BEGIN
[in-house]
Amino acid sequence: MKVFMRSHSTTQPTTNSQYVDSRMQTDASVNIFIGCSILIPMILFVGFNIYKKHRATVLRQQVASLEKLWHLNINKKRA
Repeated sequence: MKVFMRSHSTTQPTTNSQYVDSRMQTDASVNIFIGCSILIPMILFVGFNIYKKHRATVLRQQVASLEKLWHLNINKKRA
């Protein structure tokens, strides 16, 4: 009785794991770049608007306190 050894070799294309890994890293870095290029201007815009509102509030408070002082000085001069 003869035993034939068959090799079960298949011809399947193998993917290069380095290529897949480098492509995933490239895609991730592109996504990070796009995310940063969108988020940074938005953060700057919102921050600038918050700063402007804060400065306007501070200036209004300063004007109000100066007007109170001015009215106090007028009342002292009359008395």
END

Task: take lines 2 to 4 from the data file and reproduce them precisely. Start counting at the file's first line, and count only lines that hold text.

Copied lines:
Amino acid sequence: MKVFMRSHSTTQPTTNSQYVDSRMQTDASVNIFIGCSILIPMILFVGFNIYKKHRATVLRQQVASLEKLWHLNINKKRA
Repeated sequence: MKVFMRSHSTTQPTTNSQYVDSRMQTDASVNIFIGCSILIPMILFVGFNIYKKHRATVLRQQVASLEKLWHLNINKKRA
């Protein structure tokens, strides 16, 4: 009785794991770049608007306190 050894070799294309890994890293870095290029201007815009509102509030408070002082000085001069 003869035993034939068959090799079960298949011809399947193998993917290069380095290529897949480098492509995933490239895609991730592109996504990070796009995310940063969108988020940074938005953060700057919102921050600038918050700063402007804060400065306007501070200036209004300063004007109000100066007007109170001015009215106090007028009342002292009359008395």